By the time the two grand marshals made the big turn onto Sierra Madre Boulevard, a half mile from the end of the Rose Parade, the crowd seemed to have adopted them as their own. They were "Chris" and "Chief."
"Hey, Chris! Happy New Year! Chief! Woowoowoowoo!"
Any apprehension among parade organizers that Cristobal Colon and Ben Nighthorse Campbell would be subjected to embarrassing demonstrations dissipated Wednesday morning as quickly as Tuesday's scattered clouds.
There were a few isolated boos and other protests for Colon, a direct descendant of Christopher Columbus, whose selection as grand marshal had been denounced by some as an insult to the Indians who died as a result of the arrival in the New World of the Spanish conquerors.
But for the most part, the crowd cheered the pair and wished them well.
"Part of me wants to acknowledge the truth of what they're saying," said Jeanne Mallett, a Long Beach hair stylist who is part American Indian. "But part of me is sick of people complaining about everything under the sun. It would be nice if we were just one planet, one people."
Campbell, a Democratic congressman from Colorado who was asked to join Colon as co-grand marshal to appease American Indian critics, rode solemn-faced on his horse War Bonnet. He was dressed in full American Indian regalia, with a fringed buckskin suit and a headdress of eagle's feathers cascading down his back, his face streaked with red and blue war paint.
"Hey, Chief, why don't you get off your horse and walk like your ancestors did?" shouted Bob Stepner, a retired gardener from Los Angeles, perched on top of a stepladder on Orange Grove Boulevard.
Campbell, a former international judo champion, waved a ribbon-decorated lance. Each of the 72 feathers in his headdress had been awarded to him by Cheyenne elders after a martial arts victory. He had acknowledged before the parade that riding his horse was a nodding tribute to the Spanish, who brought the first horses to the Americas.
"Most Indian people have almost a reverence for the horse," he said. "It was brought over, of course, by the Spanish."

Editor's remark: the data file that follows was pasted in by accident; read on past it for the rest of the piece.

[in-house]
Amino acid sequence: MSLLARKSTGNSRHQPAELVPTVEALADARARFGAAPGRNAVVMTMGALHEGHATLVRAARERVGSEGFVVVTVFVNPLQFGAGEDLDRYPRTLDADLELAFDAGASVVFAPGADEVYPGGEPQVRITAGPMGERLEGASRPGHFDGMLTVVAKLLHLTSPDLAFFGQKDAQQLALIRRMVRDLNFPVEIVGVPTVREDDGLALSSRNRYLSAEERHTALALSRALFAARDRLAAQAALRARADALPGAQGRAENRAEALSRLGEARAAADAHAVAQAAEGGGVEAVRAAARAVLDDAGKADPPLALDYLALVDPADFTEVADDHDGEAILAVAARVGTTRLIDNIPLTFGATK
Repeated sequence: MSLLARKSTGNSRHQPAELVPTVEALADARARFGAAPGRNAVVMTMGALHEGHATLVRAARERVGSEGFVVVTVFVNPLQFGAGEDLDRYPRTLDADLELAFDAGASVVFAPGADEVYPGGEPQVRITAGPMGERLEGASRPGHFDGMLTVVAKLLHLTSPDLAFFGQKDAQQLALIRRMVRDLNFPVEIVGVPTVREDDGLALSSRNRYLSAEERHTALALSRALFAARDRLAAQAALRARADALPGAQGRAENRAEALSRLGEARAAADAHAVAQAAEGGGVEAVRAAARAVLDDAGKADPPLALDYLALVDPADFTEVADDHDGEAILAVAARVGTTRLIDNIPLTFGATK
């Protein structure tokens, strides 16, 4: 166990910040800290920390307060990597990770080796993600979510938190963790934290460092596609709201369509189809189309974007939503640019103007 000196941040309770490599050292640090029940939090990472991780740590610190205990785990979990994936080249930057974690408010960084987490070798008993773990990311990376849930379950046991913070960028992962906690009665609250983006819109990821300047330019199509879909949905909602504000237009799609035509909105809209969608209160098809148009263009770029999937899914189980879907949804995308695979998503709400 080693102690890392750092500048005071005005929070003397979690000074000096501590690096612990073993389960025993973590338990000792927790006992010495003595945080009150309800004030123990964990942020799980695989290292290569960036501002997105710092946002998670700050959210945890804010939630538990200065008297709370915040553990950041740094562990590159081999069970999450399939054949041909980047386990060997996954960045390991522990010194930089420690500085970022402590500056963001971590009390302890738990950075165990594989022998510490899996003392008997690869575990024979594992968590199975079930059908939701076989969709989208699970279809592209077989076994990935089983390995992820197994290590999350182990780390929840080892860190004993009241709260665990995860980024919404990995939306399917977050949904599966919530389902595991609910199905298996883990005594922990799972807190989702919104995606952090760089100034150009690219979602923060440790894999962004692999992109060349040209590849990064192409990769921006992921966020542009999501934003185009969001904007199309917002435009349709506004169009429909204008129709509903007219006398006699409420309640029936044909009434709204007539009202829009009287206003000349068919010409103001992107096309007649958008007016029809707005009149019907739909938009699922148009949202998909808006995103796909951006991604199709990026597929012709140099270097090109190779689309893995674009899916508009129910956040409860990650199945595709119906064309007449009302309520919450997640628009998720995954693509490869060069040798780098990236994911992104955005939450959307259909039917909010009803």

During a brief pause in the march, Helen Nelson, the owner of a dry cleaners in Westminster, Colo., identified herself to Campbell as a fellow Coloradan.
The congressman cracked a rare smile. "See, they named a street for our state," Campbell said, pointing at the Colorado Boulevard street sign.
Campbell rode in front, separated from Colon by a carriage carrying the congressman's wife, Linda, and his son and daughter.
Colon, in a neatly tailored European suit, waved and flashed a telegenic smile from the back of a flower-festooned carriage drawn by a gleaming black Clydesdale horse.
"Arriba Mexico!" he shouted at Robin Quintanilla, sitting curbside on Colorado Boulevard, his video camera cocked. "Up with Mexico."
"No Mexico," Quintanilla shouted back, with a broad smile. "El Salvador!"
Critics of Colon's famous ancestor mostly held their peace. "It's pretty cheap," said Helen Salcedo, a Bell High School junior, sitting glumly on the curb beneath the 210 Freeway overpass. "After Columbus came, the Indians were practically made extinct. Look at all the security they need for him."
Colon and his wife, Isabel, rode past, surrounded by a squad of security guards from the Santa Monica-based Contemporary Services Corp.
"They should have made the Indian the only grand marshal," Salcedo said.
For the most part, however, Colon seemed to bring out the Spanish in people.
"Viva Espana! Ole!" shouted one woman.
A pair of elementary school girls watched the Spanish aristocrat pass, then shouted in unison: "Hasta la vista, baby!"
At parade's end, Campbell slowly climbed off his horse. "That was the hardest five miles I ever rode," he said, explaining his serious demeanor.
Tough crowd? "No, this Indian saddle. I've got some extra padding under it, but it's still like riding on rocks."